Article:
That looks like a heavy ceramic resistor. Generally there are only two like that that are used on a car. One for the ignition/coil (which is already in place next to the booster) and the heater/A-C blower. It should not need a ground, it only slows the blower when the switch is on low speed, and mounding it near the booster in the location suggested above would expose it to the cooling air that it should have when it is operated. (commonly these are mounted inside the heater/A-C box to be cooled)
  13. m-mman

    1931 Nash 890 Ambassador Club Sedan *SOLD*

    Beautiful. Does anybody recognize those hinge pin mirrors? I am looking for a set of 'touring' mirrors for my 29 Cadillac Town Sedan, and these look both practical and stylish. And yeah, I am well over this in just the purchase and mechanical repairs to the Cad. And I still aint done. 😯 Independents have always offered excellent value.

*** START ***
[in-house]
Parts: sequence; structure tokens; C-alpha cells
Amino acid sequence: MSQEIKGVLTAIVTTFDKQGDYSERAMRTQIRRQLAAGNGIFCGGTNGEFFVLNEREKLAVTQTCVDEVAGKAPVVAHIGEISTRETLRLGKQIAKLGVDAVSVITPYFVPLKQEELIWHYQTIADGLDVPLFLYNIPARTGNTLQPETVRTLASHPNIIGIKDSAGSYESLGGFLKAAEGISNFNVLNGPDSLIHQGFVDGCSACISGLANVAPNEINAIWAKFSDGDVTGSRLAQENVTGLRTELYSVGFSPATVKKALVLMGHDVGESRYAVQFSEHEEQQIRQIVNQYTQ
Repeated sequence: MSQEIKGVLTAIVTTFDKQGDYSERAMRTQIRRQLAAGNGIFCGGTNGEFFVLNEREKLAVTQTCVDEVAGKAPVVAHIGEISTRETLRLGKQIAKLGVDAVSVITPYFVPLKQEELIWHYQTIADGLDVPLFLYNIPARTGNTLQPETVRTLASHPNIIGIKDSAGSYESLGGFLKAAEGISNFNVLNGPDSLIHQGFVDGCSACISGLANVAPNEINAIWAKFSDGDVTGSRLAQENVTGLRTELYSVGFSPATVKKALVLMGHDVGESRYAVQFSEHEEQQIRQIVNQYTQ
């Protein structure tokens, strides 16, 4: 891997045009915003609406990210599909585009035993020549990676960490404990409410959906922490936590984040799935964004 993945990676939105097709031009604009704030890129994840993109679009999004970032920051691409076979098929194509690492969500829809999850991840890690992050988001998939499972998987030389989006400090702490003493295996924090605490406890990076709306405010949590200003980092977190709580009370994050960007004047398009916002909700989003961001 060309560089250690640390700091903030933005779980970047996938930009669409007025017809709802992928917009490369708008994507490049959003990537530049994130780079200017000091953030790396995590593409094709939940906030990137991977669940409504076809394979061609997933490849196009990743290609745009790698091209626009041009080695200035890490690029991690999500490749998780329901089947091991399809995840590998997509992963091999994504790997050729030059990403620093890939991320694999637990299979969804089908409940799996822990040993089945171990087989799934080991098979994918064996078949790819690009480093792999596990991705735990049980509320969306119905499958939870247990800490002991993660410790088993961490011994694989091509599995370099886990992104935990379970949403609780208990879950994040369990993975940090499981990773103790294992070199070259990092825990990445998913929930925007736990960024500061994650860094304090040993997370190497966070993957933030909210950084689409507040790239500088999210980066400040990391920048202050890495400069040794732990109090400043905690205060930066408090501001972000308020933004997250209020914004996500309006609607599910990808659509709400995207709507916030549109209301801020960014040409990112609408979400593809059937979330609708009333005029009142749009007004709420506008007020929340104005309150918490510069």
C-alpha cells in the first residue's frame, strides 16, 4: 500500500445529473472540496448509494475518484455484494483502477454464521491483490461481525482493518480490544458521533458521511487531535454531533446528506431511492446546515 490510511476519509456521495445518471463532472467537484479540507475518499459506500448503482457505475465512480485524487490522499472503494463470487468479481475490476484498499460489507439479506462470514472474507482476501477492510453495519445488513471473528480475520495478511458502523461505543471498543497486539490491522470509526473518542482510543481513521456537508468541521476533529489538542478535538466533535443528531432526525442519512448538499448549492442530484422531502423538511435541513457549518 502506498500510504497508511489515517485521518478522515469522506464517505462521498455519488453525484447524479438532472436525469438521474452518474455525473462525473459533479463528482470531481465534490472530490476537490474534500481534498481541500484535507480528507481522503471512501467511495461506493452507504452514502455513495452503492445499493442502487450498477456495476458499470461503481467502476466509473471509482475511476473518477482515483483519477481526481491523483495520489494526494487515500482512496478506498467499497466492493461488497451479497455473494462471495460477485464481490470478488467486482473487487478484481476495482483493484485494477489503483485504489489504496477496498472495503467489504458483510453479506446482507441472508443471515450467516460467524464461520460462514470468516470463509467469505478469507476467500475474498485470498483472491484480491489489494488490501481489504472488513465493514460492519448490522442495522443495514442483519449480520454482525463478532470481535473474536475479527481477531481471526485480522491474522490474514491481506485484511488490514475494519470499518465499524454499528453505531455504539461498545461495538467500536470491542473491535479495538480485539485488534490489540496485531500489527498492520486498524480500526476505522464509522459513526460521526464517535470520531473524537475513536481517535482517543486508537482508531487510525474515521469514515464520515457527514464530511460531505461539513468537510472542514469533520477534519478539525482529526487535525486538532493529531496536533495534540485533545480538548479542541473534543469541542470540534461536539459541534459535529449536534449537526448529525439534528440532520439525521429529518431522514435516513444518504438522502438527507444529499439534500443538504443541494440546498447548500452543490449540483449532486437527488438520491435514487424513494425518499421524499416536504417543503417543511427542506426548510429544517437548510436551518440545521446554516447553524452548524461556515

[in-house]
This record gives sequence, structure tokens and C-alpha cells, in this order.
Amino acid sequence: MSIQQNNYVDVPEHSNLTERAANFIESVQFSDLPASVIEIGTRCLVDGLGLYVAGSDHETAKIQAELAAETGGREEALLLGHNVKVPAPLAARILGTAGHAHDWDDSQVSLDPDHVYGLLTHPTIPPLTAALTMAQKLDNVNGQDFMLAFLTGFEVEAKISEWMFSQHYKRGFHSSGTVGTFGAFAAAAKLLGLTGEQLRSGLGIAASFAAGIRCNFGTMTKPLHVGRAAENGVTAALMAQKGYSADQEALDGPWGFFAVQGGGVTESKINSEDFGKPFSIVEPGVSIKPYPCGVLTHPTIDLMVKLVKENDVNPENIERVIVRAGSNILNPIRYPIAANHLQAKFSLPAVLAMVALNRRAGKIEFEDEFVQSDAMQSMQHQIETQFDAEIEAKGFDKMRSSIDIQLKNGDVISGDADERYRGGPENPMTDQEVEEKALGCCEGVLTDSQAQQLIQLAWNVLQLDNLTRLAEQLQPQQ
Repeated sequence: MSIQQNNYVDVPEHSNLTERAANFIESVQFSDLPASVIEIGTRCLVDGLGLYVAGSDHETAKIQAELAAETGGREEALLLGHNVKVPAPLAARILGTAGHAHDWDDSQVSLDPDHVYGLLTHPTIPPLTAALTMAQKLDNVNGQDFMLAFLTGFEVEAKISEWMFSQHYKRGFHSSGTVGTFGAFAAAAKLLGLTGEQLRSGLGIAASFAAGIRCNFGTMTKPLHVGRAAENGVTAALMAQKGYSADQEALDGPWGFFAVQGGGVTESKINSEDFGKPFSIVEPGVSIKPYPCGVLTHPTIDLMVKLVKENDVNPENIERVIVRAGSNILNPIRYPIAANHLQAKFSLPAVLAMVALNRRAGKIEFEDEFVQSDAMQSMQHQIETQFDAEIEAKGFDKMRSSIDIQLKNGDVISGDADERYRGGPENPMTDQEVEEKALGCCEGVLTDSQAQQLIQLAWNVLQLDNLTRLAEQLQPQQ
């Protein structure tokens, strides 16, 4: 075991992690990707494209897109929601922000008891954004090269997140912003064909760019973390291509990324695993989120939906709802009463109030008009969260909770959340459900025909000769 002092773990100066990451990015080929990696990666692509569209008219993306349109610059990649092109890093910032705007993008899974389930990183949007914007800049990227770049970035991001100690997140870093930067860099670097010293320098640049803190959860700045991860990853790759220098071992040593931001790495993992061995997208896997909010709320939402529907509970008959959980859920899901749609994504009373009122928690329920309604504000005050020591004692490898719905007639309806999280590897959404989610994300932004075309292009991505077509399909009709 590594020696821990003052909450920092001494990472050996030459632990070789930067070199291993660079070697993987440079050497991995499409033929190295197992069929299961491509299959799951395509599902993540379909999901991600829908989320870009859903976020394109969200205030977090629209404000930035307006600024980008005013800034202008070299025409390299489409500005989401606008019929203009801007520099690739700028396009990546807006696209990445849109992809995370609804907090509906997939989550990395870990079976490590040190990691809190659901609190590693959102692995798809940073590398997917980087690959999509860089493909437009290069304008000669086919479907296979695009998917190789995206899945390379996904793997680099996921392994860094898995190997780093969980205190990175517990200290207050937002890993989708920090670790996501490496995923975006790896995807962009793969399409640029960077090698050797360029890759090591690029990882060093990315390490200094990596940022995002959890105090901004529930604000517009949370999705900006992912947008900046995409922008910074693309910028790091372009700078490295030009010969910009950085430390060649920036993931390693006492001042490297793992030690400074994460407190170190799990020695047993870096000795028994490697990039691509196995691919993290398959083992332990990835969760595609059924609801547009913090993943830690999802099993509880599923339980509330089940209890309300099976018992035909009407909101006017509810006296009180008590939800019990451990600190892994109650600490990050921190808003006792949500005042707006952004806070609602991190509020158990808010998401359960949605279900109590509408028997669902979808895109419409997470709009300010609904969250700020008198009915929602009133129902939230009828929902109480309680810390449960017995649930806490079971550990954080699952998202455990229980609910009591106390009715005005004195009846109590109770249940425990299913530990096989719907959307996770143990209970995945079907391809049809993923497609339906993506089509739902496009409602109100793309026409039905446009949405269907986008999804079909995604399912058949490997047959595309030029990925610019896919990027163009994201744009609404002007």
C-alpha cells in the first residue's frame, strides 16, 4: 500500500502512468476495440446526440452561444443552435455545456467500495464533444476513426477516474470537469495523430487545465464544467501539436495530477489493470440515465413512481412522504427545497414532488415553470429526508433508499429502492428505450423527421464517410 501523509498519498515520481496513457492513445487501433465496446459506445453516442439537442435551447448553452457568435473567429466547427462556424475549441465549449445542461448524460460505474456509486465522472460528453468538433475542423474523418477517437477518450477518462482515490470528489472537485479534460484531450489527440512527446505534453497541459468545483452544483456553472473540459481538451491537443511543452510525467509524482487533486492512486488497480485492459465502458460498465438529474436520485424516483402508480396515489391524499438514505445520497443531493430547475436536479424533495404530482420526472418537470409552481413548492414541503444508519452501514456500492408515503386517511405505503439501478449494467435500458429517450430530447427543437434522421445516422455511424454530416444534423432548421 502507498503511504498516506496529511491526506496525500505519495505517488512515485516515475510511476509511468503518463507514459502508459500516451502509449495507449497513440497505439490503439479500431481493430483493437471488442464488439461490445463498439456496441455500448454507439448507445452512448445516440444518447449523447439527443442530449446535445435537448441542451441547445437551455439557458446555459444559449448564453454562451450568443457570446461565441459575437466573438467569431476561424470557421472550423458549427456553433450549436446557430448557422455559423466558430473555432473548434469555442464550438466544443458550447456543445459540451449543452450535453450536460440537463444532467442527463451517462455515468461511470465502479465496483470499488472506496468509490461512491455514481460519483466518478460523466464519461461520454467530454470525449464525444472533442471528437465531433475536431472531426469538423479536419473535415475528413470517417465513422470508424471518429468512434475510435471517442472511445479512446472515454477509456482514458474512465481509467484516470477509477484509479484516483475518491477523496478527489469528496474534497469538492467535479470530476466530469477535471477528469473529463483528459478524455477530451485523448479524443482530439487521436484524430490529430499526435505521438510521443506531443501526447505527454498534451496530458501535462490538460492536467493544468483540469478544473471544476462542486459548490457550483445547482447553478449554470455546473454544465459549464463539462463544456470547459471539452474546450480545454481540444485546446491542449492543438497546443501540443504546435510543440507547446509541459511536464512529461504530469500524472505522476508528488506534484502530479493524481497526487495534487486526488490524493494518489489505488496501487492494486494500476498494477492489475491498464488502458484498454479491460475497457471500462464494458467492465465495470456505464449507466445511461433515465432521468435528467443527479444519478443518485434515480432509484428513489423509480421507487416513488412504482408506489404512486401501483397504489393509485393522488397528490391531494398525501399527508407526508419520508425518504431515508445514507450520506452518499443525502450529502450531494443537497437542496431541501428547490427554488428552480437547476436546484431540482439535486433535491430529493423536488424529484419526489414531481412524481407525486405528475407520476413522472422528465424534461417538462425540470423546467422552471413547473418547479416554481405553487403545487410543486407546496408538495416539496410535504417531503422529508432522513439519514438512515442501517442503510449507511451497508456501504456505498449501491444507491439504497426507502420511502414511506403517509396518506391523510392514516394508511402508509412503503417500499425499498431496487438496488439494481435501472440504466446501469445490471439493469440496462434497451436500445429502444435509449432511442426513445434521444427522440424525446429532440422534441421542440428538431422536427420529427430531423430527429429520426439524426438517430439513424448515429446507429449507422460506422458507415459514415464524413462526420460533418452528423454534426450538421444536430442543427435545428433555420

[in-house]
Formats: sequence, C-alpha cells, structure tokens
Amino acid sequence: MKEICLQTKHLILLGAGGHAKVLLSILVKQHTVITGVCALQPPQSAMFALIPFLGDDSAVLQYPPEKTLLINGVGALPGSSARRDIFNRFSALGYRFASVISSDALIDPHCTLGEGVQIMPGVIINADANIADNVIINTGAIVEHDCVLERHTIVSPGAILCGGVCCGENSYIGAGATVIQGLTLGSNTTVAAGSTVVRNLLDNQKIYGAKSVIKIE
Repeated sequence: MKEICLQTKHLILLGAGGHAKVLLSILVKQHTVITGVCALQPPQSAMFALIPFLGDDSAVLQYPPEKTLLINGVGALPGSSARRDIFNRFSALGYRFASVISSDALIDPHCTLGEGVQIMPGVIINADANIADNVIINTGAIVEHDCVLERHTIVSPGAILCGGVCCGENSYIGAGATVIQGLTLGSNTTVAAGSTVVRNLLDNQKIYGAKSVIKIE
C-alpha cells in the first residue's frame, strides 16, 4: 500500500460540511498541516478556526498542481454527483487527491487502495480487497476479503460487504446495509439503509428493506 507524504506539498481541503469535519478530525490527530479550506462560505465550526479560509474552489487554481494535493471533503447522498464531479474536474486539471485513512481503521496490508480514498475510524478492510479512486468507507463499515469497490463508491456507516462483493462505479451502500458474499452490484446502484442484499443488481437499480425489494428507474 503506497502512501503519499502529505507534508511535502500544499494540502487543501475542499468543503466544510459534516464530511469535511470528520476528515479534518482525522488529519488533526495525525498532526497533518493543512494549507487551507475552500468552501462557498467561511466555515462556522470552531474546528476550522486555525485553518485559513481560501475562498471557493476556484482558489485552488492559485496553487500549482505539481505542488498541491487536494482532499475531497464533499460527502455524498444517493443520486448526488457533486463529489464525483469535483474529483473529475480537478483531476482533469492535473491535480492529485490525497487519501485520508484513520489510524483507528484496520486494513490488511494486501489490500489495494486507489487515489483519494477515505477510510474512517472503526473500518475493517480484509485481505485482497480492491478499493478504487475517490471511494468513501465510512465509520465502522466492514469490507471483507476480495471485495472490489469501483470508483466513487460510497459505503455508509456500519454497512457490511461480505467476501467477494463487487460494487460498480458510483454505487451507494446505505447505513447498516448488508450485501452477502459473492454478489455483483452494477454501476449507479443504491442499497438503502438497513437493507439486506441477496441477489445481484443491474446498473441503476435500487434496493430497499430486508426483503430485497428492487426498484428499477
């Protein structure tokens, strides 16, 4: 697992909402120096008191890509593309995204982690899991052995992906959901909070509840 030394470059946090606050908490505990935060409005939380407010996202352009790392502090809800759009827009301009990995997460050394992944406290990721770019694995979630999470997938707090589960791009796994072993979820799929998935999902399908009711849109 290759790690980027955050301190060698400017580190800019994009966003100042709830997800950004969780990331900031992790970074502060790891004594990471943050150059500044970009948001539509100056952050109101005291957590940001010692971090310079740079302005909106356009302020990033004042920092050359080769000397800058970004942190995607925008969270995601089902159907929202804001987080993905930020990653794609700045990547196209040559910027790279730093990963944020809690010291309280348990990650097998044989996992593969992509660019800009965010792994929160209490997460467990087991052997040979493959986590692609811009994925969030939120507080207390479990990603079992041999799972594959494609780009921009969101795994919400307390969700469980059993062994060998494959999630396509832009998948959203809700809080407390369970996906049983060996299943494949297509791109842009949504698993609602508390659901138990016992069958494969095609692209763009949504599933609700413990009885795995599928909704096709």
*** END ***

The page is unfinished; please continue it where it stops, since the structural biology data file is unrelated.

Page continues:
14. m-mman

    Wiring Question

    As I see it the fuel gauge is the only key switched accessory. The ammeter is always on and the lights have their own switches.... Perhaps because of the design of the integral switch/coil, Dodge felt it was better to provide a separate switched terminal (which had to be located on the coil since the switch contacts are inaccessible) because if the fuel gauge drew power from the coil (rather than straight from the key) they thought it might reduce current to the coil thereby reducing the spark(?) I don't think a fuel gauge is going to draw enough current to upset the coil but if you do put your coil on one terminal of the replacement switch and the gauge on the other it will be just as Dodge did it.
  15. m-mman

    72 LeSabre coolant tank

    Get yourself a shop manual. There is no substitute for the wealth of information inside it. All the vacuum diagrams and troubleshooting diagrams are in there. There are plenty of old car vendors but I have found that if you check eBay you can probably get one for $20- $40